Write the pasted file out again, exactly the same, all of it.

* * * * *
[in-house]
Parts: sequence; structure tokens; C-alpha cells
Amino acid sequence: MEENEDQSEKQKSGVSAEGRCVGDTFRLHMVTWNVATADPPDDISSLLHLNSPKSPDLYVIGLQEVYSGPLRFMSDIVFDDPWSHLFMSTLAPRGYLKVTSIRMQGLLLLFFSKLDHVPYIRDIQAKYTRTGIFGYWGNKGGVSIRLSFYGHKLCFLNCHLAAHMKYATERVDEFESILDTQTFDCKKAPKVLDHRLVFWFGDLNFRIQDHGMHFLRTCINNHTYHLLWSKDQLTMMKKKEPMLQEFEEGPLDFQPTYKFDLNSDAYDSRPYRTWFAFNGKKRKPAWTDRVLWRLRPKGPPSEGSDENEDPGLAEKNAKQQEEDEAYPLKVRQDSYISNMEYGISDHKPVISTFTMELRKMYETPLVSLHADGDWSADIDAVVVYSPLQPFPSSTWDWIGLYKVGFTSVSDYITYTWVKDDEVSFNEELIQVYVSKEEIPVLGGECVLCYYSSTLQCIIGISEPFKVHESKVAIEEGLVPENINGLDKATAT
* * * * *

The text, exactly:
[in-house]
Parts: sequence; structure tokens; C-alpha cells
Amino acid sequence: MEENEDQSEKQKSGVSAEGRCVGDTFRLHMVTWNVATADPPDDISSLLHLNSPKSPDLYVIGLQEVYSGPLRFMSDIVFDDPWSHLFMSTLAPRGYLKVTSIRMQGLLLLFFSKLDHVPYIRDIQAKYTRTGIFGYWGNKGGVSIRLSFYGHKLCFLNCHLAAHMKYATERVDEFESILDTQTFDCKKAPKVLDHRLVFWFGDLNFRIQDHGMHFLRTCINNHTYHLLWSKDQLTMMKKKEPMLQEFEEGPLDFQPTYKFDLNSDAYDSRPYRTWFAFNGKKRKPAWTDRVLWRLRPKGPPSEGSDENEDPGLAEKNAKQQEEDEAYPLKVRQDSYISNMEYGISDHKPVISTFTMELRKMYETPLVSLHADGDWSADIDAVVVYSPLQPFPSSTWDWIGLYKVGFTSVSDYITYTWVKDDEVSFNEELIQVYVSKEEIPVLGGECVLCYYSSTLQCIIGISEPFKVHESKVAIEEGLVPENINGLDKATAT